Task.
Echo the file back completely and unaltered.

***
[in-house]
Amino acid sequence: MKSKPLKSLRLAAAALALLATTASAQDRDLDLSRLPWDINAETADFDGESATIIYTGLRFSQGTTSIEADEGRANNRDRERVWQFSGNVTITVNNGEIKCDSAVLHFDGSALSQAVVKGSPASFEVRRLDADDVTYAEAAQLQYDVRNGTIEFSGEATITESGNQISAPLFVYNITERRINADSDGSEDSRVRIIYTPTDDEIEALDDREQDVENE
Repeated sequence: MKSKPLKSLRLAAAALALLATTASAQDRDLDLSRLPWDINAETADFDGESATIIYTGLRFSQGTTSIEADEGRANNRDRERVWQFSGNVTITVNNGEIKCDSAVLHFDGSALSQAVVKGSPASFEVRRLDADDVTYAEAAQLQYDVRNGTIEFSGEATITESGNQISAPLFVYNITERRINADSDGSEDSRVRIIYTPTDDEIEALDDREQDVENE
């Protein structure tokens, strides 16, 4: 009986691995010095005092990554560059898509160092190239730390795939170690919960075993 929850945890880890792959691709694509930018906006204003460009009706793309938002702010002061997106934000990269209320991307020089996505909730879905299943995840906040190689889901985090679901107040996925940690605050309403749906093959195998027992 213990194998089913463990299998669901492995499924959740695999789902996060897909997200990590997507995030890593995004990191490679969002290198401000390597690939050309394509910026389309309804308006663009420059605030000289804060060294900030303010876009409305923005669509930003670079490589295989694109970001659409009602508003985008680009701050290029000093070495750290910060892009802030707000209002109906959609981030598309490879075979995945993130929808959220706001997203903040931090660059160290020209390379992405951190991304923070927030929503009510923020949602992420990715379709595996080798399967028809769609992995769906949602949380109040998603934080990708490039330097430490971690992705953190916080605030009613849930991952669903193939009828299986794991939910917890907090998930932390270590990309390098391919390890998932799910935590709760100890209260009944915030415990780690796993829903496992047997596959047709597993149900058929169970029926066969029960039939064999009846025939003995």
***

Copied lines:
[in-house]
Amino acid sequence: MKSKPLKSLRLAAAALALLATTASAQDRDLDLSRLPWDINAETADFDGESATIIYTGLRFSQGTTSIEADEGRANNRDRERVWQFSGNVTITVNNGEIKCDSAVLHFDGSALSQAVVKGSPASFEVRRLDADDVTYAEAAQLQYDVRNGTIEFSGEATITESGNQISAPLFVYNITERRINADSDGSEDSRVRIIYTPTDDEIEALDDREQDVENE
Repeated sequence: MKSKPLKSLRLAAAALALLATTASAQDRDLDLSRLPWDINAETADFDGESATIIYTGLRFSQGTTSIEADEGRANNRDRERVWQFSGNVTITVNNGEIKCDSAVLHFDGSALSQAVVKGSPASFEVRRLDADDVTYAEAAQLQYDVRNGTIEFSGEATITESGNQISAPLFVYNITERRINADSDGSEDSRVRIIYTPTDDEIEALDDREQDVENE
């Protein structure tokens, strides 16, 4: 009986691995010095005092990554560059898509160092190239730390795939170690919960075993 929850945890880890792959691709694509930018906006204003460009009706793309938002702010002061997106934000990269209320991307020089996505909730879905299943995840906040190689889901985090679901107040996925940690605050309403749906093959195998027992 213990194998089913463990299998669901492995499924959740695999789902996060897909997200990590997507995030890593995004990191490679969002290198401000390597690939050309394509910026389309309804308006663009420059605030000289804060060294900030303010876009409305923005669509930003670079490589295989694109970001659409009602508003985008680009701050290029000093070495750290910060892009802030707000209002109906959609981030598309490879075979995945993130929808959220706001997203903040931090660059160290020209390379992405951190991304923070927030929503009510923020949602992420990715379709595996080798399967028809769609992995769906949602949380109040998603934080990708490039330097430490971690992705953190916080605030009613849930991952669903193939009828299986794991939910917890907090998930932390270590990309390098391919390890998932799910935590709760100890209260009944915030415990780690796993829903496992047997596959047709597993149900058929169970029926066969029960039939064999009846025939003995």